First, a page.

A few days ago we explored the first five utility industry predictions for 2014, according to analysts at IDC. Each of IDC’s 10 total predictions bears some significant relevance to smart grids and smart grid technology. Here are the smart grid implications of IDC’s final five predictions:
6. Dynamic resilience is key to surviving in a changing utility ecosystem. The utility business once was stable and predictable, but these days it’s getting harder for utilities to make long-term plans. Also, the potential for major outages and other disruptions is increasing.
IDC notes that in the long term, “Cooperation and shared infrastructure will likely become an economic requirement as systems complexity becomes untenable for even the most capable utility.” Smart grid technology is needed to help utilities connect and work effectively with external systems ranging from home and building automation systems, to third-party generation and microgrids, to regional power distribution networks and more.
7. Data management: a growing challenge for smart grid innovation. Smart grids produce lots of potentially useful data — but realizing this potential requires addressing some huge data management issues.
IDC notes: “While data volume and granularity are increasingly available from various sources, harmonizing utility systems data follows few conventions. Utilities will be increasingly pressed to ‘rapidly’ integrate new data sets for short-term efficiency plays and long-term new business value creation. Cloud technology will provide a viable approach to affordably, securely and flexibly adapt to business realities of constrained budgets. Expect non-traditional vendors to address the control systems space.”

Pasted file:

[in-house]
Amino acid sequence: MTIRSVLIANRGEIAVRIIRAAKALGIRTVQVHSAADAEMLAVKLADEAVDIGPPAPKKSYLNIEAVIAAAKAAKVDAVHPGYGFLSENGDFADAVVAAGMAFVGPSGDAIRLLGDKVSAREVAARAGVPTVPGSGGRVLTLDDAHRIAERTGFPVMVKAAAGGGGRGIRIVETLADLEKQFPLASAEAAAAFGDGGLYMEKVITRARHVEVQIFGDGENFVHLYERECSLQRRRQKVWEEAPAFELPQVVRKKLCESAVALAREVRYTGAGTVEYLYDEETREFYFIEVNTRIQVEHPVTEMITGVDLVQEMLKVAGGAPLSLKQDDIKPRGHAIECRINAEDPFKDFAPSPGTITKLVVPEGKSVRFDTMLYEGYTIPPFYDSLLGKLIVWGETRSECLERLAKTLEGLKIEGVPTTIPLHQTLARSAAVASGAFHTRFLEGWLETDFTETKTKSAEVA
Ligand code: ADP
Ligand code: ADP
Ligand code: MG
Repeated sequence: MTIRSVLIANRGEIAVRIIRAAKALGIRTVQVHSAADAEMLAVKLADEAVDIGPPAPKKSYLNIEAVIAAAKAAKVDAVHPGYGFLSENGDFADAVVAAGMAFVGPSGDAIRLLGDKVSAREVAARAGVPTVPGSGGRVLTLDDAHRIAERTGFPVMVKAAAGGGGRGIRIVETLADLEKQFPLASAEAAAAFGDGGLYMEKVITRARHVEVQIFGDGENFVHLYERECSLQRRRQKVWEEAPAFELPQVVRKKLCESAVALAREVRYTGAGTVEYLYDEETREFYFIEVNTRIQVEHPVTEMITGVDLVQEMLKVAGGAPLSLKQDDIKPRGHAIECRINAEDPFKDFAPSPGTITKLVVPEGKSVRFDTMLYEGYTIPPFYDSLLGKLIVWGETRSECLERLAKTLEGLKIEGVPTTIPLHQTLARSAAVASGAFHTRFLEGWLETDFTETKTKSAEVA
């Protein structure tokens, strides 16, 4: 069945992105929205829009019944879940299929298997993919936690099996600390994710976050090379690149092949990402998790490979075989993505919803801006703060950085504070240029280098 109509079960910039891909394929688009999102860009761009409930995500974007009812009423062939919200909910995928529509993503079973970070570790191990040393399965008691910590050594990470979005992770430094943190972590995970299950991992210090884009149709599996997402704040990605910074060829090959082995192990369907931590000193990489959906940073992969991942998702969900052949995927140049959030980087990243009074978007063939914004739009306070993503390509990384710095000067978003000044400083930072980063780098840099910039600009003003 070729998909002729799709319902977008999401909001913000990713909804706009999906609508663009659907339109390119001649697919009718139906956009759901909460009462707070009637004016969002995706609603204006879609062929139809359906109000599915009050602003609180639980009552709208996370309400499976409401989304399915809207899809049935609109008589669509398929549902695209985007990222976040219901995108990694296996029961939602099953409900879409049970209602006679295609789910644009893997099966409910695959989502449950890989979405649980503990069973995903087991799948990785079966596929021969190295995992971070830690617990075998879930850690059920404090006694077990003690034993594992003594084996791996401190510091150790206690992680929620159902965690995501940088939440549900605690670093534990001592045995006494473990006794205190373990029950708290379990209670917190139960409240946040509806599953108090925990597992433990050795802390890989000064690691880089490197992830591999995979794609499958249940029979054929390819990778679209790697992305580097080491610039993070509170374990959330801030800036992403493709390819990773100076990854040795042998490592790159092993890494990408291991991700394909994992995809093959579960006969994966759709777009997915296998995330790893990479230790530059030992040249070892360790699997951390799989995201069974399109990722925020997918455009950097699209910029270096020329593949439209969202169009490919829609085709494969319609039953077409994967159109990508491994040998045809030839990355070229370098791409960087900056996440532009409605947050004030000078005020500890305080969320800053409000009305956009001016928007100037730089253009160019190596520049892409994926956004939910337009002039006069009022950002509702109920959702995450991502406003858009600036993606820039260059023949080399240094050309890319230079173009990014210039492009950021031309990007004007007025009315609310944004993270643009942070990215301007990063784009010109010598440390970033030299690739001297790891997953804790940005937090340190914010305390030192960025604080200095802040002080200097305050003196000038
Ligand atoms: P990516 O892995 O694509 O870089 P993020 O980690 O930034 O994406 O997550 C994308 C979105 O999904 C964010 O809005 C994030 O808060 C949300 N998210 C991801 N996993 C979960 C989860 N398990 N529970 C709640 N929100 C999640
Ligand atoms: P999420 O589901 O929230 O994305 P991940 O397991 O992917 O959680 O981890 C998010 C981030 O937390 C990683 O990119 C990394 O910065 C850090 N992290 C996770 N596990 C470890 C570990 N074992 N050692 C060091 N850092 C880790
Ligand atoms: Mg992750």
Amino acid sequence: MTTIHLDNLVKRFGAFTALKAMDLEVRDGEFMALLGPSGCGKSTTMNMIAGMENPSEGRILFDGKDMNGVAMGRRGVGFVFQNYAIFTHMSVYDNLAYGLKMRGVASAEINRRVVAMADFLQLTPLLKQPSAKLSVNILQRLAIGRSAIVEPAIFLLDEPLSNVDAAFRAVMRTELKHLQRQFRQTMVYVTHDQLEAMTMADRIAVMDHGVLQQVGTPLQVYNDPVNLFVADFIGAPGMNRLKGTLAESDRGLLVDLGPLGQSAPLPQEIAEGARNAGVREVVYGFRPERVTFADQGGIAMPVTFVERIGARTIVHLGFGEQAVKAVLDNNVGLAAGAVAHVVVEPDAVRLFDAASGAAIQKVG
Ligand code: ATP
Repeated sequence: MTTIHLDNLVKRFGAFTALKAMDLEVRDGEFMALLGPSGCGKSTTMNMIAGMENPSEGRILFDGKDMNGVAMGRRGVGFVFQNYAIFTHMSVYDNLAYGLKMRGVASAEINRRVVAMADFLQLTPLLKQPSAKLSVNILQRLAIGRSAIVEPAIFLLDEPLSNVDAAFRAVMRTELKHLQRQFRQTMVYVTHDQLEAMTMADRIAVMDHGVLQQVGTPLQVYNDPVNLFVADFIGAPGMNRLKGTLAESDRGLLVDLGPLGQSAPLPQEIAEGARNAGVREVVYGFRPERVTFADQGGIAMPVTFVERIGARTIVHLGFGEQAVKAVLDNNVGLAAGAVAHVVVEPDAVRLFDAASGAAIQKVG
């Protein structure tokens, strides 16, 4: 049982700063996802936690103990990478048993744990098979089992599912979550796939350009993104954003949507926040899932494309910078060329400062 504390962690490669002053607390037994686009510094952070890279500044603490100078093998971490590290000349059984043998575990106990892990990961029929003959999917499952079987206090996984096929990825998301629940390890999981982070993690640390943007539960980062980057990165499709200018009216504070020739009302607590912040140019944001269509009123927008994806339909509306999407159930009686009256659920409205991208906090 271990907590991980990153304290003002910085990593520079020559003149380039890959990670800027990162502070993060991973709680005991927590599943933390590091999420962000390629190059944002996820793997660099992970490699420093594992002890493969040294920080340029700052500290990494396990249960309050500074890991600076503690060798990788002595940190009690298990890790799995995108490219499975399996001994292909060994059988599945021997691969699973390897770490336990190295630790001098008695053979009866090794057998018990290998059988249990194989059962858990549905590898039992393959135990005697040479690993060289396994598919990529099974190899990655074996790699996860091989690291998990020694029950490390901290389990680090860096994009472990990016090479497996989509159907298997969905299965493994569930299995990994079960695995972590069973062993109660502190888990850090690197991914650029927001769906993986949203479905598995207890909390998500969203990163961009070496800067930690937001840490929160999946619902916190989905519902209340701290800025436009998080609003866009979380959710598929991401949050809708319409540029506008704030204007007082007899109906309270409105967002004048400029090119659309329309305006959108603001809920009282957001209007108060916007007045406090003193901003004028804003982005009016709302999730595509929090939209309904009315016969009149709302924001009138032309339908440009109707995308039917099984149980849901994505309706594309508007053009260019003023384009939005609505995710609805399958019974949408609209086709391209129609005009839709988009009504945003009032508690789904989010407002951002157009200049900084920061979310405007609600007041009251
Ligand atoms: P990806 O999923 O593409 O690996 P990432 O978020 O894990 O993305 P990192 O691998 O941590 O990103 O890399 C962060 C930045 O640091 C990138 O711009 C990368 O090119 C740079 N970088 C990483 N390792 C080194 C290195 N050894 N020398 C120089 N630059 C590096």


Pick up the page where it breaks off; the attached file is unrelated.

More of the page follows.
8. Multi-channel customer management will require investments in platforms and architecture. Increasing profitability, decreasing costs, and improving customer satisfaction in a time of rising customer expectations won’t happen for free. Smart grid technology (especially meter data management) can help utilities meet these business and service goals.
According to IDC: “Utilities will move towards the creation of a unified customer-centric IT platform. More apps requested by customers will be easier to develop using this platform as a foundation. Advanced customer intelligence and analytics will play a pivotal role in understanding customers’ engagement preferences.”
9. Gamification will help utilities create consumer engagement, loyalty and trust. This IDC prediction is a bit on the bleeding edge, but it holds some promise. Customer energy usage data provided via smart meters can be presented via game-like interfaces that help consumers understand and meet goals, collaborate with utilities and neighbors, and even compete for efficiency or other metrics. IDC notes: “Early indications for gamifying utilities seem positive. Utilities are wondering if gamification is strong enough to sustain consumer engagement over long periods, and whether the positive behavioral changes they inspire are sustained thereafter.”
10. Globally, utility IT spending will surpass $59.3 Billion in 2014. IDC cited a number of statistical projections for this claim, but did not break out this spending by IT category. However, in October Gartner predicted that worldwide, utility IT spending would grow to 3.3% in 2014 (up from 2% in 2013). “Infrastructure modernization initiatives such as smart grid create stronger areas of opportunity by pulling increased IT spending along with OT investments,” Gartner said.
In December, GTM Research estimated the value of the global utility data analytics market at a cumulative $20 billion between 2013 and 2020. Much of the data that these systems analyze comes from smart grid and related technologies.
See part 1, addressing IDC’s 2014 predictions 1-5.
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